Bavani Sridhar

The Project

Bavani (she/her/hers) will create an innovative medical-legal partnership addressing the health inequities of Los Angeles’ underserved Asian Pacific Islander (API) population through language access and culturally informed legal services.

In Los Angeles County, approximately 43% of Asian Pacific Islanders are limited in their English proficiency, which can serve as an insurmountable barrier to obtaining basic needs. Language barriers, heightened racism, and generational poverty translate to a high prevalence of negative health outcomes and limited access to justice for the API community. Evidence-based research has proven that such racism and language barriers are fundamental causes of racial health disparities. Although medical-legal partnerships have been successful in addressing the social determinants of health, they often lack a race-conscious lens to account for racial health inequities. This project seeks to improve API health outcomes by improving culturally competent and linguistically accessible practices and reducing institutional barriers to care.

Fellowship Plans

Bavani will create a medical-legal service pathway within the existing healthcare structure of Community Medical Wellness Center and provide holistic legal services to Asian Pacific Islander patients. In addition to direct legal services, she will also conduct legal screening trainings for healthcare staff and host legal clinics. She will employ a race-conscious lens to challenge existing structures of poverty and unequal power within the legal and medical systems.


Four Northeastern Law Students Awarded Equal Justice Works Fellowships

Health justice cannot be achieved without prioritizing racial justice. It is my firm belief that every individual is entitled to equitable, quality care.

Bavani Sridhar /
2022 Equal Justice Works Fellow

The Project

Clarisa promotes and enforces immigrants’ rights to access health care in California’s rural Central Valley by providing direct immigration legal services, conducting community education and outreach, and engaging in litigation and policy advocacy.

Immigrant families are often excluded from our health care and public benefits systems, oftentimes due to their immigration status, and other times because of complex eligibility and income restrictions, language access barriers, and fear of immigration consequences for seeking public assistance. Moreover, immigrant families in California’s Central Valley lack access to affordable legal services to inform them of their immigration relief options and health care rights. These access barriers have been further exacerbated by the COVID-19 pandemic and exclusionary immigration policies, such as the constantly changing “public charge” rules, which have caused otherwise qualifying immigrant families or their US citizen children to disenroll or avoid public benefits for fear of being disqualified from obtaining lawful status.

From her own family’s experiences with the health care system, Clarisa understands that underserved minority patients can suffer poorer health outcomes, and even death, because of discriminatory practices. Her family’s perseverance motivates her to improve health outcomes and access to health care for immigrant families through legal intervention.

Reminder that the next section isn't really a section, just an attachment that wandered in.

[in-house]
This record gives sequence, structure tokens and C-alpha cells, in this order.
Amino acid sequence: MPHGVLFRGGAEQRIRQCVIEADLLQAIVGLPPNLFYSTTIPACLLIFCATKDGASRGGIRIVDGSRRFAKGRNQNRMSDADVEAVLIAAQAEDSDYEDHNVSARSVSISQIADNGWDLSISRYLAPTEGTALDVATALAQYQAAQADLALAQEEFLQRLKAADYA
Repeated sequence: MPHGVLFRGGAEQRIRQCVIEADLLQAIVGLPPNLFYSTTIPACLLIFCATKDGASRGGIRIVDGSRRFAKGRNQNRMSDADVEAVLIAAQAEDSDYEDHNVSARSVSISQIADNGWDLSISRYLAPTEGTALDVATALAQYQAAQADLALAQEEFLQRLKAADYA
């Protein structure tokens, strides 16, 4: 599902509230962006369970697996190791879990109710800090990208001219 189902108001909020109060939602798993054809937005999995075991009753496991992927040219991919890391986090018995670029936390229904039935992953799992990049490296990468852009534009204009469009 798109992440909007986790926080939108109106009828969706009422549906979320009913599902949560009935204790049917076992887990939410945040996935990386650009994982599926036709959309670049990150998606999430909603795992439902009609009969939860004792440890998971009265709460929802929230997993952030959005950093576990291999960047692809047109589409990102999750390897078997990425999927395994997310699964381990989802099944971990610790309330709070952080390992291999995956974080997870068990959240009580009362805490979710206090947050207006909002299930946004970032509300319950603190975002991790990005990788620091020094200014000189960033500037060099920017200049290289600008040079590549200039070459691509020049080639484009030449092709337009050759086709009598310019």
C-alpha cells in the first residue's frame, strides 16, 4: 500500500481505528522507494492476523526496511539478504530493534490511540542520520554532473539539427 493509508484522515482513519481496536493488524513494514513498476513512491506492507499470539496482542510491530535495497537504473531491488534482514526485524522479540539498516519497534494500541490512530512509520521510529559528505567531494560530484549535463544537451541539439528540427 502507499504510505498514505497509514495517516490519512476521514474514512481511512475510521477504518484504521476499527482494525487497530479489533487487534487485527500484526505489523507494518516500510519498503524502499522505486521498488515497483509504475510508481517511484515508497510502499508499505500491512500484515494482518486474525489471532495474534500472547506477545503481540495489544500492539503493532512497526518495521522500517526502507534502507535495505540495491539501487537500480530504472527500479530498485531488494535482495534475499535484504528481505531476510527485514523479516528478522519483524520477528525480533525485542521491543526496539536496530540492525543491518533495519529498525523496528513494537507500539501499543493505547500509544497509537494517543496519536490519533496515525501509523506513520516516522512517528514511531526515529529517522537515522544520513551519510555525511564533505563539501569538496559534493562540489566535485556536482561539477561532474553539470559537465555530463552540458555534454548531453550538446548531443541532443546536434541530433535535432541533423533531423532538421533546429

Fellowship Highlights to Date

In the first year of the Fellowship, Clarisa has:

  • Reached 2,000+ individuals through 50+ community presentations on immigrant rights to health care.
  • Provided more than 20 trainings to health, education, and social services providers (i.e., doctors, social workers, promotoras, community-based organizations, school administrators, and educators).
  • Engaged in two impact litigation cases, one related to notario fraud and one related to what proof is required for immigrants to obtain Medi-Cal access.
  • Represented more than 40 individuals in U visa, VAWA self-petitions, and other immigration cases.
  • Provided individual legal consultations and brief services to more than 150 individuals on immigration issues.

Next Steps

In the next year, Clarisa plans to:

  • Continue ongoing immigration cases, community education presentations, and training health care and social services providers on immigrant rights to access to health care and public benefits.
  • Collaborate with CRLAF’s coalition of legal partners to strategize how to best ensure that some of the reforms that have been implemented during the COVID-19 continue after the pandemic.
  • Work with federally qualified health centers and community-based organizations to expand community education and immigration legal services in collaboration with ongoing COVID-19 vaccination efforts.


Clarisa Reyes-Becerra ’19 Awarded Equal Justice Works Fellowship

As the granddaughter of immigrant farmworkers, I endeavor to expose and fight the exclusionary policies discriminately affecting the health of immigrant farmworkers in the Central Valley, and make their stories heard, known, and accounted for.

Clarisa Reyes-Becerra /
2020 Equal Justice Works Fellow